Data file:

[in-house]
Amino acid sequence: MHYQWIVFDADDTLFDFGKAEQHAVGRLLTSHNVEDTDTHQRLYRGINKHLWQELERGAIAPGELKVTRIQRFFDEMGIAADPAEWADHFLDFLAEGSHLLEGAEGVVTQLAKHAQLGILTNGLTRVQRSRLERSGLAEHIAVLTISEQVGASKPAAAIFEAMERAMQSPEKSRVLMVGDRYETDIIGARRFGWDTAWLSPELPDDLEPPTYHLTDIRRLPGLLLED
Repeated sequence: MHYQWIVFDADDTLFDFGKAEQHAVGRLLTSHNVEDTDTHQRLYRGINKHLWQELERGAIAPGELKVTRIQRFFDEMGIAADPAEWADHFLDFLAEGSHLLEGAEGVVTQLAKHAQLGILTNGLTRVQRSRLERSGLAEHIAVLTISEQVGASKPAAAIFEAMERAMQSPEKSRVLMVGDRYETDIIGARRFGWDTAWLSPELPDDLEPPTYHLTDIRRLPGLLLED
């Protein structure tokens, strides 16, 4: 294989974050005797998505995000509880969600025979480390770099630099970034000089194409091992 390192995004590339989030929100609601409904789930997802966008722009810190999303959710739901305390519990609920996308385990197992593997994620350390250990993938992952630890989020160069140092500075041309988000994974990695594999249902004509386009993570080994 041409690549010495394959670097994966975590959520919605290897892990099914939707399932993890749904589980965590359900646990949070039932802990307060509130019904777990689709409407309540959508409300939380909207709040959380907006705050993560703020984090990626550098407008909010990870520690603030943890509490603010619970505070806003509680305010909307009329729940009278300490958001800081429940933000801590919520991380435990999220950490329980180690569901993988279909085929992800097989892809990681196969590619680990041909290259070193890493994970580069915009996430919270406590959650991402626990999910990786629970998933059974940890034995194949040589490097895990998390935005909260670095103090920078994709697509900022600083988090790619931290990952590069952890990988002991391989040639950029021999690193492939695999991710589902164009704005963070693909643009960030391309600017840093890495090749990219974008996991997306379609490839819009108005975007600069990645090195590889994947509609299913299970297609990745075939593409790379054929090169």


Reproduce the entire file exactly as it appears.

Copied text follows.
[in-house]
Amino acid sequence: MHYQWIVFDADDTLFDFGKAEQHAVGRLLTSHNVEDTDTHQRLYRGINKHLWQELERGAIAPGELKVTRIQRFFDEMGIAADPAEWADHFLDFLAEGSHLLEGAEGVVTQLAKHAQLGILTNGLTRVQRSRLERSGLAEHIAVLTISEQVGASKPAAAIFEAMERAMQSPEKSRVLMVGDRYETDIIGARRFGWDTAWLSPELPDDLEPPTYHLTDIRRLPGLLLED
Repeated sequence: MHYQWIVFDADDTLFDFGKAEQHAVGRLLTSHNVEDTDTHQRLYRGINKHLWQELERGAIAPGELKVTRIQRFFDEMGIAADPAEWADHFLDFLAEGSHLLEGAEGVVTQLAKHAQLGILTNGLTRVQRSRLERSGLAEHIAVLTISEQVGASKPAAAIFEAMERAMQSPEKSRVLMVGDRYETDIIGARRFGWDTAWLSPELPDDLEPPTYHLTDIRRLPGLLLED
């Protein structure tokens, strides 16, 4: 294989974050005797998505995000509880969600025979480390770099630099970034000089194409091992 390192995004590339989030929100609601409904789930997802966008722009810190999303959710739901305390519990609920996308385990197992593997994620350390250990993938992952630890989020160069140092500075041309988000994974990695594999249902004509386009993570080994 041409690549010495394959670097994966975590959520919605290897892990099914939707399932993890749904589980965590359900646990949070039932802990307060509130019904777990689709409407309540959508409300939380909207709040959380907006705050993560703020984090990626550098407008909010990870520690603030943890509490603010619970505070806003509680305010909307009329729940009278300490958001800081429940933000801590919520991380435990999220950490329980180690569901993988279909085929992800097989892809990681196969590619680990041909290259070193890493994970580069915009996430919270406590959650991402626990999910990786629970998933059974940890034995194949040589490097895990998390935005909260670095103090920078994709697509900022600083988090790619931290990952590069952890990988002991391989040639950029021999690193492939695999991710589902164009704005963070693909643009960030391309600017840093890495090749990219974008996991997306379609490839819009108005975007600069990645090195590889994947509609299913299970297609990745075939593409790379054929090169």